Work on a huge facility that would have the capacity to generate as much as 1 gigawatt of “blue hydrogen” by 2030 was being carried out by BP, the company said on Thursday.
The so-called blue hydrogen is referred to that hydrogen that is generated using natural gas and the CO2 emissions generated during the process is captured and stored.
This proposed development project was described by BP as the United Kingdom’s “largest hydrogen project” and the company plans to set up the facility in Teesside, north-east England.
The H2Teesside development would be able to “capture and send for storage” as much as two million metric tons of carbon dioxide every year, claimed the oil and gas giant. The United Kingdom government has set a target of being able to develop a generation of capacity of 5 GW of low-carbon hydrogen by 2030.
Hydrogen has a diverse range of applications and has been described as a “versatile energy carrier” by the International Energy Agency. The hydrogen that would be generated by the H2Teesside could also generate enough energy to residential homes and industry or “be used as a fuel for heavy transport” among other uses, said BP.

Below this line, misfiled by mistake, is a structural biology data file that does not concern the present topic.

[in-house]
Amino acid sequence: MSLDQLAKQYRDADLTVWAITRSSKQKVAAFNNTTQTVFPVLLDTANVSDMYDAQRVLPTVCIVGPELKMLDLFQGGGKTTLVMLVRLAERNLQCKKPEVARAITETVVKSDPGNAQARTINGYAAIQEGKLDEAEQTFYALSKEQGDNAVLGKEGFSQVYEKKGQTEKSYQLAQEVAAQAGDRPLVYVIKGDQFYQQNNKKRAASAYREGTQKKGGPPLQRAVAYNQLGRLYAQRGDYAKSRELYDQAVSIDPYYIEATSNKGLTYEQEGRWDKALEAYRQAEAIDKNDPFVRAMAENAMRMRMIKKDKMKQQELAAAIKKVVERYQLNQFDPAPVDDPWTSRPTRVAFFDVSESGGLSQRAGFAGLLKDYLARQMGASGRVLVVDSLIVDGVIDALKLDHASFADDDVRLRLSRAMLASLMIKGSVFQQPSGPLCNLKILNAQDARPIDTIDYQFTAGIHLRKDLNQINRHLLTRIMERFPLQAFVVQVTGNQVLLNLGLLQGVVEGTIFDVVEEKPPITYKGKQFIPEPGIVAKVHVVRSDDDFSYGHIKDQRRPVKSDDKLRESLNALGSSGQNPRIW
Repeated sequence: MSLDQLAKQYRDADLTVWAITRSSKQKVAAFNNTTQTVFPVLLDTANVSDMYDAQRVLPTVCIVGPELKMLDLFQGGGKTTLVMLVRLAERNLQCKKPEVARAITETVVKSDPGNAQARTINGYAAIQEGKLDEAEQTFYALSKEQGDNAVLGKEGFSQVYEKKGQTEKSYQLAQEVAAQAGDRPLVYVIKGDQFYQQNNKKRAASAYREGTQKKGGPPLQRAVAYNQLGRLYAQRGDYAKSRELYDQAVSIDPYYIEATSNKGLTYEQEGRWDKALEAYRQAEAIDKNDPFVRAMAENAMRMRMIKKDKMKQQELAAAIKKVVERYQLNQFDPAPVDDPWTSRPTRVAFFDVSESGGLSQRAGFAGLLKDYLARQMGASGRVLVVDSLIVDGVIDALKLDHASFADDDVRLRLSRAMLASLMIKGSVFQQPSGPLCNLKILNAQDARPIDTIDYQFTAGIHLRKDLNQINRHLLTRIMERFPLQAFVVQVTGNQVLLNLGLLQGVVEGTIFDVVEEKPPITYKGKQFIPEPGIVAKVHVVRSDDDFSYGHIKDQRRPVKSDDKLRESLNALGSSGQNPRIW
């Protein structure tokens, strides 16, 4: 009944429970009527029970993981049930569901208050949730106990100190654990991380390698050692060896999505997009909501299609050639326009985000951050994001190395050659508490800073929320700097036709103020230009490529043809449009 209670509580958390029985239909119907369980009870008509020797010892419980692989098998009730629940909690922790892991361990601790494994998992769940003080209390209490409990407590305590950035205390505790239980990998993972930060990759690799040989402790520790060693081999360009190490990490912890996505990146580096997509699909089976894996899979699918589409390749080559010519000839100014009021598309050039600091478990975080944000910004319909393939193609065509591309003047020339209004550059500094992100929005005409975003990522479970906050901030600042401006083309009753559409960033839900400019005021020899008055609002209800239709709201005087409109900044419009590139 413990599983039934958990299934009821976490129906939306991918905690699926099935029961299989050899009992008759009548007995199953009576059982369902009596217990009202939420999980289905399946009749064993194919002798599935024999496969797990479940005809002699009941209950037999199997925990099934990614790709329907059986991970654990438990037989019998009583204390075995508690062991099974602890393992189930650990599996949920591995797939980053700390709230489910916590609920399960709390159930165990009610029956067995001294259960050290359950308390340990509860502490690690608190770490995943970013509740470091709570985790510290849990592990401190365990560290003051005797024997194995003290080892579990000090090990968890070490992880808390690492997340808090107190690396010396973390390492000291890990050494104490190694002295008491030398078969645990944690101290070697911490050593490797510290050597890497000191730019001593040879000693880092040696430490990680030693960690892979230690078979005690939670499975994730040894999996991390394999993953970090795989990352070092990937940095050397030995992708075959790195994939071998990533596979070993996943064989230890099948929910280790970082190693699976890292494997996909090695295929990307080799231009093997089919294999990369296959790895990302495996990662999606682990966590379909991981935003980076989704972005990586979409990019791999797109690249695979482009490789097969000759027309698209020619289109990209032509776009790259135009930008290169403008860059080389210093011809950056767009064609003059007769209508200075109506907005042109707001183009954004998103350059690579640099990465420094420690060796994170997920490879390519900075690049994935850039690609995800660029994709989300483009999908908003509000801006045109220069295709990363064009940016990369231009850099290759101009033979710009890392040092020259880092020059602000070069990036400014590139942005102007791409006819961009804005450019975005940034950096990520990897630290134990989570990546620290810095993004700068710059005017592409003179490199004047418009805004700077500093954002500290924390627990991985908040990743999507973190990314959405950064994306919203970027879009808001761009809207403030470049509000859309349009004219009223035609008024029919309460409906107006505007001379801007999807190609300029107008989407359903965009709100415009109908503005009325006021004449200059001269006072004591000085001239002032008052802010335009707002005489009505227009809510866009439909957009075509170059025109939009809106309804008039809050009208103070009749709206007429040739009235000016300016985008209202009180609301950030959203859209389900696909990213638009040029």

The company would make a final decision on the investment for the project in 2024. BP saud that the project would be able to reach 500 megawatts of capacity in production by 2027 or earlier if everything goes according to its plan. Capacity refers to the maximum amount a facility can produce.
“Blue hydrogen, integrated with carbon capture and storage, can provide the scale and reliability needed by industrial processes,” Dev Sanyal, who is BP’s executive vice president of gas and low carbon energy, said in a statement.
“It can also play an essential role in decarbonising hard-to-electrify industries and driving down the cost of the energy transition,” he added.
There are a number of ways that hydrogen can be produced.
Electrolysis is another method in which water is split into oxygen and hydrogen with the use of an electric current. And if the hydrogen thus generated is produced through a renewable source such as wind or solar, it is called by some as “green” or “renewable” hydrogen.
The important role that hydrogen could play in the de-carbonization of energy intensive industries was stressed upon by the incoming CEO of German utility RWE earlier this week.
Hydrogen was described as “definitely one of our long-term growth areas”, by Markus Krebber — who is currently RWE’s chief financial officer.
“What makes us so optimistic is that, currently, hydrogen is the only technical solution to decarbonize parts of … energy intensive industry, aviation, maritime, but also heavy-duty transportation,” Krebber said, adding that his company was “very well placed to play a very relevant role.”
(Adapted from CNBC.com)